Ragamala – Poetry, Painting and Music

Contemporary rendering of ragamala paintings along with the traditional versions in Mughal and Rajput style.

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cover

In music literature from the 14th century onwards, ragas and raginis are frequently desribed in a short Sanskrit verse where they are personified as a particular deity or as a hero and heroine in various traditional love scenes. Later these raga ragini images were portrayed in a series of paintings known as ragamalas. As H.J.Stoke puts it – “Poetry, painting and music were thus brought into a new relationship”.
Source: The Raga Guide: Survey of 74 Hindustani Ragas Box set

asavari
asavari

Ragamalas were not made to hang on a wall; they are tactile objects for private consumption. Each set of thirty or forty loose pages were sometimes bound or left as a set and stored on a shelf. At special events they would have been passed round fellow connoisseurs after shared food and music.
Source: What is Ragamala? By LIZZIE WATSON

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megh

These ragamalas were also painted as murals in the private quarters of palaces, though few of these have survived.
Source: The metropolitan museum of art.

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Simon

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What does Huckleberry Finn have in common with Mṛcchakaṭikam?

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Mark Twain’s Adventures of Huckleberry Finn begins with an explanatory preface –

In this book a number of dialects are used, to wit: the Missouri negro dialect; the extremest form of the backwoods South-Western dialect; the ordinary “Pike-County” dialect; and four modified varieties of this last…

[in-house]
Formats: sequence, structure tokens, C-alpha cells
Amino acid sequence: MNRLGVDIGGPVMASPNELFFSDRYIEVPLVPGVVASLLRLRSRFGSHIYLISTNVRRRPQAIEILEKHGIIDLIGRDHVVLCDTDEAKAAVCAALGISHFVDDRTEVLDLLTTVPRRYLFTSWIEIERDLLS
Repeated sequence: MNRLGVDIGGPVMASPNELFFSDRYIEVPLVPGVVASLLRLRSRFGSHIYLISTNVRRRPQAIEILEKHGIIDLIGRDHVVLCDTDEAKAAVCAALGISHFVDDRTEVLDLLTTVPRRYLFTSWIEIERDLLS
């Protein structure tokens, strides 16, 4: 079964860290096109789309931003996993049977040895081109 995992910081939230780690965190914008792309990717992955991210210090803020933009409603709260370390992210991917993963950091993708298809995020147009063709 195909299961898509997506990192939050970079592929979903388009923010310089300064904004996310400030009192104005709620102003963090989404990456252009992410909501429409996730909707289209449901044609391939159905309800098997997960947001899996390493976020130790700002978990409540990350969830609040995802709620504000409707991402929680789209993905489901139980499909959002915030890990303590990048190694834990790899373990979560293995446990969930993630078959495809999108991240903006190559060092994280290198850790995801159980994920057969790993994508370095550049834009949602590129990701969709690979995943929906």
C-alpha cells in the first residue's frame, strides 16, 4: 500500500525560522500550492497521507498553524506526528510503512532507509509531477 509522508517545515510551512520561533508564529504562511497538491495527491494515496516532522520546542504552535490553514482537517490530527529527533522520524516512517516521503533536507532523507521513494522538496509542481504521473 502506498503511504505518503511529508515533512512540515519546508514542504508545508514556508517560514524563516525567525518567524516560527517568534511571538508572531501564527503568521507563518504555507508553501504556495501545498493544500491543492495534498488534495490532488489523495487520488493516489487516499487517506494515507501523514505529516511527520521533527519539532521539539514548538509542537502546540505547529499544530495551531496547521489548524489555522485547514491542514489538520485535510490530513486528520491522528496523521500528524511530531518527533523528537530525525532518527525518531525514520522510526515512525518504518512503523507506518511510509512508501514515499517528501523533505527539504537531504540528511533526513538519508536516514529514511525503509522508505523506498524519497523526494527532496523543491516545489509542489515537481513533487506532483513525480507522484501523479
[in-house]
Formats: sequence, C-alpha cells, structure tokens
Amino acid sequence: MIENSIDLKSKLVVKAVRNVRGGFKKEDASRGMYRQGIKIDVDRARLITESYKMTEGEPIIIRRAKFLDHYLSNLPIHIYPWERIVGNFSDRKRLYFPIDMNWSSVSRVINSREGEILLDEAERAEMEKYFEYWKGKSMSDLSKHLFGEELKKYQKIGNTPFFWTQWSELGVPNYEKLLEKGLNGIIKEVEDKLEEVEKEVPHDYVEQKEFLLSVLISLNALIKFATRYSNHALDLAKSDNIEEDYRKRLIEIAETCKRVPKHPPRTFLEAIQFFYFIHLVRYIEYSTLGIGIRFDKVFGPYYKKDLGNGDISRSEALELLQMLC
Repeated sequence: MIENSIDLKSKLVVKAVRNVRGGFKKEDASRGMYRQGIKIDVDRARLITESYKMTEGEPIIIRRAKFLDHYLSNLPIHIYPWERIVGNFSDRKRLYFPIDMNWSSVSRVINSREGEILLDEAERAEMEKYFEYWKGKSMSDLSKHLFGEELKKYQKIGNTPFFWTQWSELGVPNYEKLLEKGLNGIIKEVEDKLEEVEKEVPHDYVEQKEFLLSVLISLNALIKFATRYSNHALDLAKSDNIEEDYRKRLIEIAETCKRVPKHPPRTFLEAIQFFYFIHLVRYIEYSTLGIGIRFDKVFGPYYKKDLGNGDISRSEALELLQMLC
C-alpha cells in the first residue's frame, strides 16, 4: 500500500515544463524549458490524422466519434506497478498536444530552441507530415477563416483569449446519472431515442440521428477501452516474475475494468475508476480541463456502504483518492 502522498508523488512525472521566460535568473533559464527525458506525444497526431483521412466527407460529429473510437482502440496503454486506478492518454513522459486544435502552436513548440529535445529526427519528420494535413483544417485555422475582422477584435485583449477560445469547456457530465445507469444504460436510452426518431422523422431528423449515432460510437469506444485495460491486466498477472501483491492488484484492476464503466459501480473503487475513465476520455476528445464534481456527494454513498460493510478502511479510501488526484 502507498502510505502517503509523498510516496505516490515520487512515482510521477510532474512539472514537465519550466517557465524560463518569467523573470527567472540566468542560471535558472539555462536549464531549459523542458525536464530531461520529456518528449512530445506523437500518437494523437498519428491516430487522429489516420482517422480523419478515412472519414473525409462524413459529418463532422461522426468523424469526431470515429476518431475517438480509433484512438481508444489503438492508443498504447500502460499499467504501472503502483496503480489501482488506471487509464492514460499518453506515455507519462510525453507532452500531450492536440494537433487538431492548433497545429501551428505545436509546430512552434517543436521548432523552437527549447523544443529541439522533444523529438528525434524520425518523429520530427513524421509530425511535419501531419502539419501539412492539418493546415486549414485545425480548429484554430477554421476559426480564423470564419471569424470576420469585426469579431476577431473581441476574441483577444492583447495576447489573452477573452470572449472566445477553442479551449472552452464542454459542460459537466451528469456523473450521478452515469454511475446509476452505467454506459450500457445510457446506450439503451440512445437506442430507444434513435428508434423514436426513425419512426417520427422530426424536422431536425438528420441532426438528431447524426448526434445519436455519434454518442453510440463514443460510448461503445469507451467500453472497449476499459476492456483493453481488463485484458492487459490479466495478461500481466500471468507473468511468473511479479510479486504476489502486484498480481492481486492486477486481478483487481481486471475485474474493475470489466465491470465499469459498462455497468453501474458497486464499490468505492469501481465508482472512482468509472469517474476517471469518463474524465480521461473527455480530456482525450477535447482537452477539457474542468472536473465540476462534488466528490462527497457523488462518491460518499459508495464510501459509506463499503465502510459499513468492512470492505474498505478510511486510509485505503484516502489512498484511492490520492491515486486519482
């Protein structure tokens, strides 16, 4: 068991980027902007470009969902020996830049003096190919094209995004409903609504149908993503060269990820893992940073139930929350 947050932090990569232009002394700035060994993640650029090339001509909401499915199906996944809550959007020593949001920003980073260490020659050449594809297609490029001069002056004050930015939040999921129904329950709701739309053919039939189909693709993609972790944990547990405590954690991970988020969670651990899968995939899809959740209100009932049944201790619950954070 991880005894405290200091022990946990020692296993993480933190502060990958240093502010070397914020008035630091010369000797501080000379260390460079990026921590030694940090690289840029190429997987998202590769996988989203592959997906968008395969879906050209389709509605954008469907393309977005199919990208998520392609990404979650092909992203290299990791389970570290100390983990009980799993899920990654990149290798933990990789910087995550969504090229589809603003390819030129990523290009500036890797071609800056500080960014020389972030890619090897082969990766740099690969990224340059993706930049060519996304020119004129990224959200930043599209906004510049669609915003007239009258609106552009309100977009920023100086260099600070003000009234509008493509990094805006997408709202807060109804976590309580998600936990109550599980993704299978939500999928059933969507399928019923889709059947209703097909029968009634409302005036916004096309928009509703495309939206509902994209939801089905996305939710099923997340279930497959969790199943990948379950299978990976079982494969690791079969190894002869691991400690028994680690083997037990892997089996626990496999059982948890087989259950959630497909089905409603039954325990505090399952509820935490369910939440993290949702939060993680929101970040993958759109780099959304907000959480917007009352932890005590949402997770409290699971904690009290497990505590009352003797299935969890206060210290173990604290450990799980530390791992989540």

I make this explanation for the reason that without it many readers would suppose that all these characters were trying to talk alike and not succeeding.

With it’s earthy vernacular it was a book that served as a Declaration of Independence from the genteel English novel tradition [1].

Most classical literature of India was composed in Sanskrit, a language that was tied down by rules of grammar. However, drama is one genre which adopted a multilingual composition using both Sanskrit and the many Prākṛits – the languages of the people. The surveys by K.R. Chandra and T.N.Dave show that

50% of the text of Sanskrit dramas appears in different Prākṛits. The Mṛcchakaṭikam has the maximum number of Prākṛits, about 15, spoken by about 32 characters.

The theory of drama as laid down in the Nāṭyaśāstra prescribes the use of Sanskrit by characters belonging to noble class and educated persons. Different Prākṛits are assigned to different characters. For instance, queens, harlots, heroines and their friends speak Śaurasenī, the servants in the harem, eunuchs, chamberlains etc. speak Māgadhī, Vidūṣaka, the buffoon or jester speaks Prācyā or Avantī, while Ardhamāgadhī is assigned to merchants etc [2].

Viradhagupta, a secret agent to Minister Rakshasa in the play Mudrarakshasa, speaks prakrit in public, but switches to sanskrit when speaking to himself or in private conversation with the Minister. We will learn more about the adventures of Viradhagupta in The case book of Royal Agent Veeru.

Women, even of the noble class, speak Śaurasenī (the predecessor of Hindi), such as the character of Draupadi in the Mahabharata based play Venisamhara.

A notable exception is the courtesan Vasantasena in Mṛcchakaṭikam (portrayed by Rekha in the movie adaptation Utsav) who speaks impeccable Sanskrit. When speaking to Maitreya, a poor Brahmin friend of Charudutt, as if intentionally she demonstrates her command of the language against the much less refined Sanskrit of Maitreya, who does not approve of her relationship with Charudutt.

The use of vernacular in Sanskrit drama may or may not have been an accurate reflection of social reality, but it was certainly a literary device very effectively used by the playwrights.

References:
1. Teaching Mark Twain’s Adventures of Huckleberry Finn – Shelley Fisher Fishkin
2. Language of Sanskrit Drama – Saroja Bhate
3. Two plays of ancient India: The little clay cart, The minister’s seal – J. A. B. van Buitenen (1968).